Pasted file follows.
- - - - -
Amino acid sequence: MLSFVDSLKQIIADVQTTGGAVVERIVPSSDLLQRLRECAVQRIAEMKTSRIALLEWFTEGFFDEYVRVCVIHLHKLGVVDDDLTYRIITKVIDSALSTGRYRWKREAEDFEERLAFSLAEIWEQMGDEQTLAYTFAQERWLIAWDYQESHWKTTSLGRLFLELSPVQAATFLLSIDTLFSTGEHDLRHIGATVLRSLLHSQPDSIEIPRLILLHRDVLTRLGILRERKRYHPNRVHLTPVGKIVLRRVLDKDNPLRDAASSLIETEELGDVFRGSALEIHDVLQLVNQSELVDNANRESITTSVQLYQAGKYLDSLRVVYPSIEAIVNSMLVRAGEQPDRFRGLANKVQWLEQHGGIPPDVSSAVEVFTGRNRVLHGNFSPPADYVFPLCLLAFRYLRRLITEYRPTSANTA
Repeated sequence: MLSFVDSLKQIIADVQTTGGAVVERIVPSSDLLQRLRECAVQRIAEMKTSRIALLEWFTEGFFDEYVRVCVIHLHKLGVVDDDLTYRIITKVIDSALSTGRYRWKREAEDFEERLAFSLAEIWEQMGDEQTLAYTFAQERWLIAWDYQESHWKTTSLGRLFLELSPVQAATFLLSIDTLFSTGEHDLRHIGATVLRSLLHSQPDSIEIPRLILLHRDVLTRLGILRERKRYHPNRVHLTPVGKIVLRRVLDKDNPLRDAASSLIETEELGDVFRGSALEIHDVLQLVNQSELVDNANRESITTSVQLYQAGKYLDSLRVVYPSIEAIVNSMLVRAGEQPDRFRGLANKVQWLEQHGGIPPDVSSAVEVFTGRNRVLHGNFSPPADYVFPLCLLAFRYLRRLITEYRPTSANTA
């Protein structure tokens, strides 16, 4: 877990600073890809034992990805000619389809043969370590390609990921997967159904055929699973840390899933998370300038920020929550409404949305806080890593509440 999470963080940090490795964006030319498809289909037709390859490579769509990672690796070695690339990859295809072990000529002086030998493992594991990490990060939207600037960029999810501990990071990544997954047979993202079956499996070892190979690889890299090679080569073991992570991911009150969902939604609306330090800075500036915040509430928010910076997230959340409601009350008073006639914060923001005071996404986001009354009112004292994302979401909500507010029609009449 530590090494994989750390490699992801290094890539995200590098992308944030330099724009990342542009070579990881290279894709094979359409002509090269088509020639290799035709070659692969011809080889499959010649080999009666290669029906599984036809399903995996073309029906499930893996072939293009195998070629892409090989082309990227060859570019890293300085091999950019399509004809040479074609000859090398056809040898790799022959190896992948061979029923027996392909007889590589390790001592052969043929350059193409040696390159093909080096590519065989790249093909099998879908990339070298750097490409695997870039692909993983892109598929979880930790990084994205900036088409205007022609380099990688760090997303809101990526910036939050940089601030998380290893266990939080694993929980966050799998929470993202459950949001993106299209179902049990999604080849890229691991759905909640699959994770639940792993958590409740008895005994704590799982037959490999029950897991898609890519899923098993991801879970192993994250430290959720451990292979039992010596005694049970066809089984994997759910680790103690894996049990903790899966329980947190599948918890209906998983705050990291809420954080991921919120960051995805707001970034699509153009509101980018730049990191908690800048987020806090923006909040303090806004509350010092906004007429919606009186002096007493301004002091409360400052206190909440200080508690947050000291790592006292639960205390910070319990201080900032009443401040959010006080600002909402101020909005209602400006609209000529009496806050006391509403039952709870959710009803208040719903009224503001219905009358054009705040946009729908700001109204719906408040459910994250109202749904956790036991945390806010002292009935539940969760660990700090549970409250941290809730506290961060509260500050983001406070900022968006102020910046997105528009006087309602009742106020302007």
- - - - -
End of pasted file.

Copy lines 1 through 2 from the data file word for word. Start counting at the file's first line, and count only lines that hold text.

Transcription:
Amino acid sequence: MLSFVDSLKQIIADVQTTGGAVVERIVPSSDLLQRLRECAVQRIAEMKTSRIALLEWFTEGFFDEYVRVCVIHLHKLGVVDDDLTYRIITKVIDSALSTGRYRWKREAEDFEERLAFSLAEIWEQMGDEQTLAYTFAQERWLIAWDYQESHWKTTSLGRLFLELSPVQAATFLLSIDTLFSTGEHDLRHIGATVLRSLLHSQPDSIEIPRLILLHRDVLTRLGILRERKRYHPNRVHLTPVGKIVLRRVLDKDNPLRDAASSLIETEELGDVFRGSALEIHDVLQLVNQSELVDNANRESITTSVQLYQAGKYLDSLRVVYPSIEAIVNSMLVRAGEQPDRFRGLANKVQWLEQHGGIPPDVSSAVEVFTGRNRVLHGNFSPPADYVFPLCLLAFRYLRRLITEYRPTSANTA
Repeated sequence: MLSFVDSLKQIIADVQTTGGAVVERIVPSSDLLQRLRECAVQRIAEMKTSRIALLEWFTEGFFDEYVRVCVIHLHKLGVVDDDLTYRIITKVIDSALSTGRYRWKREAEDFEERLAFSLAEIWEQMGDEQTLAYTFAQERWLIAWDYQESHWKTTSLGRLFLELSPVQAATFLLSIDTLFSTGEHDLRHIGATVLRSLLHSQPDSIEIPRLILLHRDVLTRLGILRERKRYHPNRVHLTPVGKIVLRRVLDKDNPLRDAASSLIETEELGDVFRGSALEIHDVLQLVNQSELVDNANRESITTSVQLYQAGKYLDSLRVVYPSIEAIVNSMLVRAGEQPDRFRGLANKVQWLEQHGGIPPDVSSAVEVFTGRNRVLHGNFSPPADYVFPLCLLAFRYLRRLITEYRPTSANTA